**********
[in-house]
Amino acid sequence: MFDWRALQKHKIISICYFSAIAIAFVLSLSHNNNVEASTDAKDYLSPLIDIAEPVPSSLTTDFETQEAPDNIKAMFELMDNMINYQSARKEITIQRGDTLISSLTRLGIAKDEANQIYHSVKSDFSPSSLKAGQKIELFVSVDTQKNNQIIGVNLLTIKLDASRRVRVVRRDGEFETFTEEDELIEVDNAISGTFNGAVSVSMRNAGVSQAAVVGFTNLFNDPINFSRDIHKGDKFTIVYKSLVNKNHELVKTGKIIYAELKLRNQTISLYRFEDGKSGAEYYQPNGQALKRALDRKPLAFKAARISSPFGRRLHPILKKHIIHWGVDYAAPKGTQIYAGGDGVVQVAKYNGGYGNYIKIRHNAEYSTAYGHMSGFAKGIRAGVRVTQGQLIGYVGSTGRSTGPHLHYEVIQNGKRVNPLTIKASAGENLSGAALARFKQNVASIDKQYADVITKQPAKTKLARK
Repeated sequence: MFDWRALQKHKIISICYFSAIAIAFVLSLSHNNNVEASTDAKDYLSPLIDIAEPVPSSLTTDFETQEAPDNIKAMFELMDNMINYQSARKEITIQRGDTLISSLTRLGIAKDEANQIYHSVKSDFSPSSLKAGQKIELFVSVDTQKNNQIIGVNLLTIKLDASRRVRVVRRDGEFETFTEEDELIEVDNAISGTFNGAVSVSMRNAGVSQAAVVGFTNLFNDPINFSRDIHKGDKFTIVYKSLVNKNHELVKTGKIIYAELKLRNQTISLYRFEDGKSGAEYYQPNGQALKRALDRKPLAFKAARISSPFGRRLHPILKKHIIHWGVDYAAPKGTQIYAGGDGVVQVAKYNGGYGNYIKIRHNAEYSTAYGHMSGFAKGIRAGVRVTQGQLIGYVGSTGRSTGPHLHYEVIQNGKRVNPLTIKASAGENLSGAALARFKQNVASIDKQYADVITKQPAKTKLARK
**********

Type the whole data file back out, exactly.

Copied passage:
[in-house]
Amino acid sequence: MFDWRALQKHKIISICYFSAIAIAFVLSLSHNNNVEASTDAKDYLSPLIDIAEPVPSSLTTDFETQEAPDNIKAMFELMDNMINYQSARKEITIQRGDTLISSLTRLGIAKDEANQIYHSVKSDFSPSSLKAGQKIELFVSVDTQKNNQIIGVNLLTIKLDASRRVRVVRRDGEFETFTEEDELIEVDNAISGTFNGAVSVSMRNAGVSQAAVVGFTNLFNDPINFSRDIHKGDKFTIVYKSLVNKNHELVKTGKIIYAELKLRNQTISLYRFEDGKSGAEYYQPNGQALKRALDRKPLAFKAARISSPFGRRLHPILKKHIIHWGVDYAAPKGTQIYAGGDGVVQVAKYNGGYGNYIKIRHNAEYSTAYGHMSGFAKGIRAGVRVTQGQLIGYVGSTGRSTGPHLHYEVIQNGKRVNPLTIKASAGENLSGAALARFKQNVASIDKQYADVITKQPAKTKLARK
Repeated sequence: MFDWRALQKHKIISICYFSAIAIAFVLSLSHNNNVEASTDAKDYLSPLIDIAEPVPSSLTTDFETQEAPDNIKAMFELMDNMINYQSARKEITIQRGDTLISSLTRLGIAKDEANQIYHSVKSDFSPSSLKAGQKIELFVSVDTQKNNQIIGVNLLTIKLDASRRVRVVRRDGEFETFTEEDELIEVDNAISGTFNGAVSVSMRNAGVSQAAVVGFTNLFNDPINFSRDIHKGDKFTIVYKSLVNKNHELVKTGKIIYAELKLRNQTISLYRFEDGKSGAEYYQPNGQALKRALDRKPLAFKAARISSPFGRRLHPILKKHIIHWGVDYAAPKGTQIYAGGDGVVQVAKYNGGYGNYIKIRHNAEYSTAYGHMSGFAKGIRAGVRVTQGQLIGYVGSTGRSTGPHLHYEVIQNGKRVNPLTIKASAGENLSGAALARFKQNVASIDKQYADVITKQPAKTKLARK